So with that in mind; here are two suggestions or challenges, that if overcome, would help us integrate a charity into my business.

The first issue is highlighting the destination of the donation and the positive impact it may have?
There is a certain cynicism with regards to how much of the donation goes to the cause itself, perhaps the charity can tackle that issue by providing a statement or a certificate with every donation, outlining where the money is going and what percentage will impact the grassroots, or make a difference?

The second issue is access to a branded dedicated link (continuously live) to make it easy for our clients and us to make a donation. For example, some of our services like ‘updating a contract’, may require minor tweaks and we may avoid charging our clients for the work, however attaching a value to the work is useful and may be an opportunity to integrate a charitable donation option into our service. Its means we complete minor work for a fixed value which results in a donation instead of a direct payment or not charging any fee.

The charities we’ve spoken with are not structured to provide a simple payment mechanism for us to use. You would think with all the technology out there that making a charitable donation that’s transparent, open and ethically acceptable would be a simple task.

Hope you find our thoughts on this subject of interest.

Think ahead – plan to avoid contract problems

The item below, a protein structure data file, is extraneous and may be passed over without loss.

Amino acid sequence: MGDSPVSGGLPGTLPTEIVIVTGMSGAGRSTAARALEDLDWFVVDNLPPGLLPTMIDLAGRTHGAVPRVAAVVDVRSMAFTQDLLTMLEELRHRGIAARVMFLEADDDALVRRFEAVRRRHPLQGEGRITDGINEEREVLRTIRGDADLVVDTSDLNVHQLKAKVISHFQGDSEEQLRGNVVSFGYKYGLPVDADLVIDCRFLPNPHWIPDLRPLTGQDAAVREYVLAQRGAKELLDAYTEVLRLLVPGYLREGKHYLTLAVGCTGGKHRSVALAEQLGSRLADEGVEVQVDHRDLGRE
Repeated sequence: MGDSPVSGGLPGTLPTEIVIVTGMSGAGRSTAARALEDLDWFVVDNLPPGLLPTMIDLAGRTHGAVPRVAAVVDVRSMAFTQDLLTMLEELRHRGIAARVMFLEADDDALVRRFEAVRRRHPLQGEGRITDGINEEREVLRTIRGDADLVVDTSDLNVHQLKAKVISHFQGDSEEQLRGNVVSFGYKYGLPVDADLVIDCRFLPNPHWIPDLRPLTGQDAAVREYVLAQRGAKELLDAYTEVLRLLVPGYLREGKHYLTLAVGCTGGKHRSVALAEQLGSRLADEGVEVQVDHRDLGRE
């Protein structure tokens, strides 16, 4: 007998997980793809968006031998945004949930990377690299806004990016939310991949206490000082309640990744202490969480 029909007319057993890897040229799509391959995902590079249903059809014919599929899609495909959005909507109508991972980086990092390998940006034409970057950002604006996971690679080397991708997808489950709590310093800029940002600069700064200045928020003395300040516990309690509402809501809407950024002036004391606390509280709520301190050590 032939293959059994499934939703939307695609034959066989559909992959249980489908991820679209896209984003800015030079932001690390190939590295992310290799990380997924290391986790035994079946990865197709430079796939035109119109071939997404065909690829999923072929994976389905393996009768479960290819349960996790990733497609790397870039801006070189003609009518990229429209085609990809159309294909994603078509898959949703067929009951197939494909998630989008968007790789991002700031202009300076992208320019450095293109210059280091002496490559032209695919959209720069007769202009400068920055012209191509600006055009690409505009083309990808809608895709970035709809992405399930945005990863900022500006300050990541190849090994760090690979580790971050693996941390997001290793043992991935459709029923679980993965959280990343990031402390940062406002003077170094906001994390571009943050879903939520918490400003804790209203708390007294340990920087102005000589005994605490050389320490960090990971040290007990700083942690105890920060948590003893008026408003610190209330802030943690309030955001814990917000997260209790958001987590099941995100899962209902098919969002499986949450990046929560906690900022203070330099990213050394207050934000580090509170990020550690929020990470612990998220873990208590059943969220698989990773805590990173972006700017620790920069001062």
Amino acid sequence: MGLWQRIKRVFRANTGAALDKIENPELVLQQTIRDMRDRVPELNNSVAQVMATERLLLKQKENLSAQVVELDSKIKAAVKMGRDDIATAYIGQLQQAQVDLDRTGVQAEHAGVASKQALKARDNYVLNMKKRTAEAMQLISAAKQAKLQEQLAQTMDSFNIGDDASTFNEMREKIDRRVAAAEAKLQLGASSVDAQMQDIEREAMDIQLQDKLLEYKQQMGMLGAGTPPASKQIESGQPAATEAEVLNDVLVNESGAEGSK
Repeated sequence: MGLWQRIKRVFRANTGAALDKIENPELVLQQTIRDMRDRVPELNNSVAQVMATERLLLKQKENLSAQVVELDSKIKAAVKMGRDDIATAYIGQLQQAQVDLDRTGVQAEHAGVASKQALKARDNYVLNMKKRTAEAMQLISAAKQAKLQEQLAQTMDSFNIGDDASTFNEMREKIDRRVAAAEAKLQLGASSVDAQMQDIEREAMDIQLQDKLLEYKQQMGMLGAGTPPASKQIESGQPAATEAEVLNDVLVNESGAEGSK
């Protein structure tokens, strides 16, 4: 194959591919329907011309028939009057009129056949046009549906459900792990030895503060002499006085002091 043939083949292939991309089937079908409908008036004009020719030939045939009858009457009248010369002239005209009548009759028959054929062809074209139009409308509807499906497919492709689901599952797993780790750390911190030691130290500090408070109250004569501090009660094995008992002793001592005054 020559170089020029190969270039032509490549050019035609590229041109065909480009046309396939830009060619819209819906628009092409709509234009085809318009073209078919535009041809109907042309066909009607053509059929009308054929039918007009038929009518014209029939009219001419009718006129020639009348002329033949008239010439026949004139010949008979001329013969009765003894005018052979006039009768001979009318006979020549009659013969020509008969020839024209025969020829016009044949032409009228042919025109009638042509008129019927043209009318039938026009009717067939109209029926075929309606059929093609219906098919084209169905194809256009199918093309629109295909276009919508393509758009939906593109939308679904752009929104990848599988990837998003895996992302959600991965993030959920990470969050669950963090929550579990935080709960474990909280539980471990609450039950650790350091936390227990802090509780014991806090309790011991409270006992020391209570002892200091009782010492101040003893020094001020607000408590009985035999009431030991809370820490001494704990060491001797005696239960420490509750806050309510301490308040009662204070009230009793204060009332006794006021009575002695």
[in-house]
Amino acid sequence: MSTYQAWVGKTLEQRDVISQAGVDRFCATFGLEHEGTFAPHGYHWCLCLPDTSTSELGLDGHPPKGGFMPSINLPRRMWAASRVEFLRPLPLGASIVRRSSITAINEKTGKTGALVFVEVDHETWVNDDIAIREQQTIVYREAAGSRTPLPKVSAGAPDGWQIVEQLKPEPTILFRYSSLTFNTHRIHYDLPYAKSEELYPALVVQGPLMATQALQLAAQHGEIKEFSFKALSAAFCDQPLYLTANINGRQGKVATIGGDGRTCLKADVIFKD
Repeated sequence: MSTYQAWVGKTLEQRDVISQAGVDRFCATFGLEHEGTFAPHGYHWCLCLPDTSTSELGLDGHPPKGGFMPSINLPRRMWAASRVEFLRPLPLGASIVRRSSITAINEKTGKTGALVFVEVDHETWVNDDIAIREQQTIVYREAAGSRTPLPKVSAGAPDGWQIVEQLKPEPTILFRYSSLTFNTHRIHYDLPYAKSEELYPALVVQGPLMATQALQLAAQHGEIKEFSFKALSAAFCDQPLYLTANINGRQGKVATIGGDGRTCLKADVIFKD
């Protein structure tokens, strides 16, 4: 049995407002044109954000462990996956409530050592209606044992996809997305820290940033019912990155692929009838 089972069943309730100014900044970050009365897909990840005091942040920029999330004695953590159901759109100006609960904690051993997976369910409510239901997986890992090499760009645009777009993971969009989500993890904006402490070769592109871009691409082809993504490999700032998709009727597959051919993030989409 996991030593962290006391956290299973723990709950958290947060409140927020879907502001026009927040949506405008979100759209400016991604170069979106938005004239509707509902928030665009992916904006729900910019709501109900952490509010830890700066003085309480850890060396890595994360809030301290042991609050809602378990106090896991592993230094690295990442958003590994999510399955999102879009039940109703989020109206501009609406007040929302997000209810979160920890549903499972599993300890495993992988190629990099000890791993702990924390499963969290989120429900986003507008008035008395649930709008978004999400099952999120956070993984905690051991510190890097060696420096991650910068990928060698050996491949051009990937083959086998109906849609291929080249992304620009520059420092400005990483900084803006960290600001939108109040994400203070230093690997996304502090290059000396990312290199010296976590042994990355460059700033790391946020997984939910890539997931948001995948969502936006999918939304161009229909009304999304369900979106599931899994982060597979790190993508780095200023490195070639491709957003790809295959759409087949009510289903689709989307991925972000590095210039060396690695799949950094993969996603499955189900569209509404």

Small businesses should try and resolve their own contractual disputes where possible. It’s very expensive to use the courts as a way of resolving disputes. It costs too much time and money.

This means building remedy into the contract. This is certainly one way of resolving disputes as they arise.

The onus is on the contract drafter to project ahead and scenario plan, or capture moments of concern as you work with clients. You can’t avoid every dispute, but you can minimise the number and the impact on your business.

The result will be the inclusion of clauses that are created to protect the business, manage the client’s expectations and in many cases demonstrate to potential clients a way to engage that allows you to deliver services effectively and in line with what’s been agreed.

Over the following weeks, i’ll be publishing a variety of examples starting with the issue of warranty…..


Paying by Direct Debit

Paying by Direct Debit

Paying through direct debit is something we are pleased to offer to clients. In the legal sector it can be quite unusual, and it is common for work to be completed and the full bill settled within a 14 to 30 day period. But we understand that this method doesn’t always work out, especially for SME’s.

We know our clients and understand what works best for them. We know that every business is different, which is why we like to offer flexibility. Sometimes paying a bill in full is the better option for a client, and of course we are happy to accept this, but 70% of our clients pay their bills on time through our direct debit option.